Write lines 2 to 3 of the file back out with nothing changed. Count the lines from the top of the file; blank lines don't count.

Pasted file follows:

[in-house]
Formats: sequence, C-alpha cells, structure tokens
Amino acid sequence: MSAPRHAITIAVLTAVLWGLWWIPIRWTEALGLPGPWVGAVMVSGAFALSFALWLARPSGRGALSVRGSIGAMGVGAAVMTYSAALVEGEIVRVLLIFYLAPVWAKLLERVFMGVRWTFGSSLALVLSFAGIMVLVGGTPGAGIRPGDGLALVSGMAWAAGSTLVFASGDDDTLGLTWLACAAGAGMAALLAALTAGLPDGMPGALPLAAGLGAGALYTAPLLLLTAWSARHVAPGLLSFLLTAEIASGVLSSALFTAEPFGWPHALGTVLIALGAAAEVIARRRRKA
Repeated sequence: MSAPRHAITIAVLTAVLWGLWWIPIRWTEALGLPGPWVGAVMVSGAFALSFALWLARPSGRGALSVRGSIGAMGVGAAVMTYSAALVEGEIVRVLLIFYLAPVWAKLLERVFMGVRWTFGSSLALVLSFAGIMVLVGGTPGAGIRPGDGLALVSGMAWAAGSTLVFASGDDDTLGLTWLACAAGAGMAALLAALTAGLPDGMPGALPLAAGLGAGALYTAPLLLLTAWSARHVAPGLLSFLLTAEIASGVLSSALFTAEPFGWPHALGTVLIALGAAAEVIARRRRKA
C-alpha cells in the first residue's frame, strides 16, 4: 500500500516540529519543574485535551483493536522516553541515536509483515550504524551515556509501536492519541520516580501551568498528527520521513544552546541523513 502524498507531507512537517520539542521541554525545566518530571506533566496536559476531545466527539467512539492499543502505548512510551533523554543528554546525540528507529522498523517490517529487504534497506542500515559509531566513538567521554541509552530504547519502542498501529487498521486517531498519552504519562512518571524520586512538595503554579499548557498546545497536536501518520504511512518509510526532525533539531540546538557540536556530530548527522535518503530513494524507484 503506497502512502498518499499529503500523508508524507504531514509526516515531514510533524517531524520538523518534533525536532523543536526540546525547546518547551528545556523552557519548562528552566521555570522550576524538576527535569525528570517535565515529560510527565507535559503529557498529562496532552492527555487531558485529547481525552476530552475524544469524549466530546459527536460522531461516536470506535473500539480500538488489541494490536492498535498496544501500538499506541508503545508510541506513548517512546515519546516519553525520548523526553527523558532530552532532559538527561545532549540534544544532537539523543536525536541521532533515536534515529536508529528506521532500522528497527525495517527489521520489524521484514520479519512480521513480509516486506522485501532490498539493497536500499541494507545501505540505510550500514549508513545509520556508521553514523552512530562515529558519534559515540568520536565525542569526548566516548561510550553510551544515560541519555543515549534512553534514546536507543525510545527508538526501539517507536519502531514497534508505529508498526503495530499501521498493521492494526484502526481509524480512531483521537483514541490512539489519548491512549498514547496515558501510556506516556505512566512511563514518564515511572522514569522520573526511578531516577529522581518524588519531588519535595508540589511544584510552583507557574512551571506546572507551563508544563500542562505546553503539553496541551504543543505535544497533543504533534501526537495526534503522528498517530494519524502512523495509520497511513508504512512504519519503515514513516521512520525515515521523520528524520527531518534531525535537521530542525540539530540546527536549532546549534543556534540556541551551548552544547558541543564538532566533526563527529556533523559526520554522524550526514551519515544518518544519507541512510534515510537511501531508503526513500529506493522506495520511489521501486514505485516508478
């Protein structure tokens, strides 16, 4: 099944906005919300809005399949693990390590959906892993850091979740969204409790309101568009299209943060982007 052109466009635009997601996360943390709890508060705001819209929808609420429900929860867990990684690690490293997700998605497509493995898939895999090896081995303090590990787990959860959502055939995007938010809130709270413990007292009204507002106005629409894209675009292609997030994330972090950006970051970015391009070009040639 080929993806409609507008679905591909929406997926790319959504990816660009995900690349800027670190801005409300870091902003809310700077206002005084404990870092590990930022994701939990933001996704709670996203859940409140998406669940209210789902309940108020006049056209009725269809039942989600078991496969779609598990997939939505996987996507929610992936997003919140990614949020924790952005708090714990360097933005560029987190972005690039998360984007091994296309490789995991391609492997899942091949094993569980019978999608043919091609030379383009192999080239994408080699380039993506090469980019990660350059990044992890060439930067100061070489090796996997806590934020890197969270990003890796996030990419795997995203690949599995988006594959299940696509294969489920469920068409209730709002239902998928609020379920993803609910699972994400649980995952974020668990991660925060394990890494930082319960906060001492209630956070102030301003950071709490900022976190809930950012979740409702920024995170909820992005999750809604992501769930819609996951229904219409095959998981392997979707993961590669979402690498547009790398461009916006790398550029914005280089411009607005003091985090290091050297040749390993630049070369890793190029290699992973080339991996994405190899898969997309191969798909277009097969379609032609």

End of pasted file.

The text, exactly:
Formats: sequence, C-alpha cells, structure tokens
Amino acid sequence: MSAPRHAITIAVLTAVLWGLWWIPIRWTEALGLPGPWVGAVMVSGAFALSFALWLARPSGRGALSVRGSIGAMGVGAAVMTYSAALVEGEIVRVLLIFYLAPVWAKLLERVFMGVRWTFGSSLALVLSFAGIMVLVGGTPGAGIRPGDGLALVSGMAWAAGSTLVFASGDDDTLGLTWLACAAGAGMAALLAALTAGLPDGMPGALPLAAGLGAGALYTAPLLLLTAWSARHVAPGLLSFLLTAEIASGVLSSALFTAEPFGWPHALGTVLIALGAAAEVIARRRRKA